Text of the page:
Thursday, April 19, 2012

The Atlantic: Why the U.S. Economy Is Biased Against Men

Oh I wonder how so?
The 77-cents-on-the-dollars statistic is calculated in a way that is biased against men. For example, while among all physicians, men earn more than women, men are more likely to be in specialties requiring longer training, high-stress, and irregular hours, for example, surgery and cardiology. In contrast, women are more likely to be pediatricians. Despite that bias, across all careers, surveys report that childless women under 30 make more than men. More than 90 percent of workplace deaths, military deaths, and severe workplace injuries (e.g., amputations, black lung disease) occur to men. Such dangerous work justify higher pay for men.

Visit American workplaces, especially major corporations, and you'll find that anti-men practices are not only tolerated but routinely imposed by employers. Women but not men are encouraged to form committees and caucuses to advance their sex's causes in the workplace, often at men's expense. Examples:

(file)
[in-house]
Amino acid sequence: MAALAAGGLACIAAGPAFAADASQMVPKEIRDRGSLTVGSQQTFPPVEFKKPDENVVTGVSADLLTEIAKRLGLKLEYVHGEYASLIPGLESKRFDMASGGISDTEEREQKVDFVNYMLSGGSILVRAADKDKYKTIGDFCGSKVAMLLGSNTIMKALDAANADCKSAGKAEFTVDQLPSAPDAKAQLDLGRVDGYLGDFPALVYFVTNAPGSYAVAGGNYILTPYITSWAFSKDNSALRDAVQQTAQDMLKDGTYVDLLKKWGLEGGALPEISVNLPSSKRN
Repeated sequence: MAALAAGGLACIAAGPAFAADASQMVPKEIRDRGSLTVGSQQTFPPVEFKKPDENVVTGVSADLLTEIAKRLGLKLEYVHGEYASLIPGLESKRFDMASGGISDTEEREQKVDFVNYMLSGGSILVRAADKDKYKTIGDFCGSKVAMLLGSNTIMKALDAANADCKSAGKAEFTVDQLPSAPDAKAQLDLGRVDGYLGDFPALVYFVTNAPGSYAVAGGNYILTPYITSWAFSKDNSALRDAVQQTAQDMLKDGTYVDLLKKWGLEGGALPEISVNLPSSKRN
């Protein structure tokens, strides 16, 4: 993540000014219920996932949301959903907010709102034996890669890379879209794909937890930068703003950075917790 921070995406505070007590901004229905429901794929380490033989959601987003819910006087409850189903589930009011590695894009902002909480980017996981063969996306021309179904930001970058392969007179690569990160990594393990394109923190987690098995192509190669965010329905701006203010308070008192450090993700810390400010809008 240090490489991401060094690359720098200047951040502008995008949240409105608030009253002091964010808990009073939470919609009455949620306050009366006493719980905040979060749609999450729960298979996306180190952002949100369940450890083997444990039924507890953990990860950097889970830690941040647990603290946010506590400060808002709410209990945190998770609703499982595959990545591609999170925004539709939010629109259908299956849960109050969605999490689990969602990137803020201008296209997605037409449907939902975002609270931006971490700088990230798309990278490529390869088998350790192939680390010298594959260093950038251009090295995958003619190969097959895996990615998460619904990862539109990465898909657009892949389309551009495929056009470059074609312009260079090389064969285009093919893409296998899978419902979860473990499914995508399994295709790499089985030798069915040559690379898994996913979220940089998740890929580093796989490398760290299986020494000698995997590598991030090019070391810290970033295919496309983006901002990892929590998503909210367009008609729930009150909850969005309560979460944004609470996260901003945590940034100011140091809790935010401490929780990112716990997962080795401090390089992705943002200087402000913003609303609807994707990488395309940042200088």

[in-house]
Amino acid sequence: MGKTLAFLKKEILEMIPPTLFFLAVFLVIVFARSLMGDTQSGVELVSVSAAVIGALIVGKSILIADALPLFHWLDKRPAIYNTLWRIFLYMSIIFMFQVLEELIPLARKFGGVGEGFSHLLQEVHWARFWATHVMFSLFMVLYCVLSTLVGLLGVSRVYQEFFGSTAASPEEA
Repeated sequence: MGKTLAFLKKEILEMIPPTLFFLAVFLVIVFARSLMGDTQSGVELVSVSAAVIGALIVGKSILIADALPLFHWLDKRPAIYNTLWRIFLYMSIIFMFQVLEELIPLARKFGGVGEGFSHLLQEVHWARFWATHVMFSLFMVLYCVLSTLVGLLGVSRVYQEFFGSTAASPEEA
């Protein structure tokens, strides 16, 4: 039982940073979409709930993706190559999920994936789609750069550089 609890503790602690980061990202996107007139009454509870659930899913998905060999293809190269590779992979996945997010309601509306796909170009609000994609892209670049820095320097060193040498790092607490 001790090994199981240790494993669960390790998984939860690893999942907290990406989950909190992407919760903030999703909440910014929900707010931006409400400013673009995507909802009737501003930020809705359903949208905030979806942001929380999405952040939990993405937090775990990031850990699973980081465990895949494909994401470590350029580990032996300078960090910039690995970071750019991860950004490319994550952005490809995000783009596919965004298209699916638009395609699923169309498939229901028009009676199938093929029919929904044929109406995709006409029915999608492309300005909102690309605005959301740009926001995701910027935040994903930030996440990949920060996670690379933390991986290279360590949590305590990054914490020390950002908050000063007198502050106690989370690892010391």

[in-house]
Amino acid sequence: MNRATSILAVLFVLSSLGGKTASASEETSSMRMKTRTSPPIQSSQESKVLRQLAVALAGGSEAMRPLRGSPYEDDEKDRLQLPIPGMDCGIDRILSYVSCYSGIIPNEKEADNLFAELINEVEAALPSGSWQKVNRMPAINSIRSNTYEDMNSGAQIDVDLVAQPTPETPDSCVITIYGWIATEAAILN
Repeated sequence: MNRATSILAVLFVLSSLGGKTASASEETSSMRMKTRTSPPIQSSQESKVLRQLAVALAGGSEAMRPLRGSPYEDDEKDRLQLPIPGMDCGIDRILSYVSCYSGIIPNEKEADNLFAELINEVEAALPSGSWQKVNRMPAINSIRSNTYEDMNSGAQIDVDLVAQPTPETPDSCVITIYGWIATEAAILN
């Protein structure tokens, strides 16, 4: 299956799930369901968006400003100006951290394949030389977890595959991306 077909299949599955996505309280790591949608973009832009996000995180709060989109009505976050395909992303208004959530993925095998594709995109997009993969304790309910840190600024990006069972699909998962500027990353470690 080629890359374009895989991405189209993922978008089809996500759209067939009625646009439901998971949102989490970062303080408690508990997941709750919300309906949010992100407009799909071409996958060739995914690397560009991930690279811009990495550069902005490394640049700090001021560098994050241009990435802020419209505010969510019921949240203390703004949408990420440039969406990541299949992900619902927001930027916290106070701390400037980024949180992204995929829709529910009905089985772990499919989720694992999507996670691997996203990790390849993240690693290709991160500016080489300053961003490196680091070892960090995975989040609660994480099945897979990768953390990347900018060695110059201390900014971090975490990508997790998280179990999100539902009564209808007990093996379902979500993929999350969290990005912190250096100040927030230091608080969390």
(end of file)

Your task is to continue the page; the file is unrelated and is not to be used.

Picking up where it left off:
• Mentor programs for women only

• Special training for women only

• Fast-track-to-executive position for women only

In honest conversation, most people will agree that, on average, men are more often willing to do the things it takes to get promoted, for example, to make time to take advanced technical courses by forgoing recreation such as sports or shopping. Men are more likely to be willing to move to a God-forsaken place (Montgomery, Alabama, anyone?) for a promotion, and, according to the Bureau of Labor Statistics, to work longer hours.
Hmmm, I wish I had an excuse to move to Alabama and that's not the only place I would like to go. There are other places in the south or even in the west I would like to live.

That being said you should read the whole thing! This is looking like a good article.

Hat-tip Newsalert!

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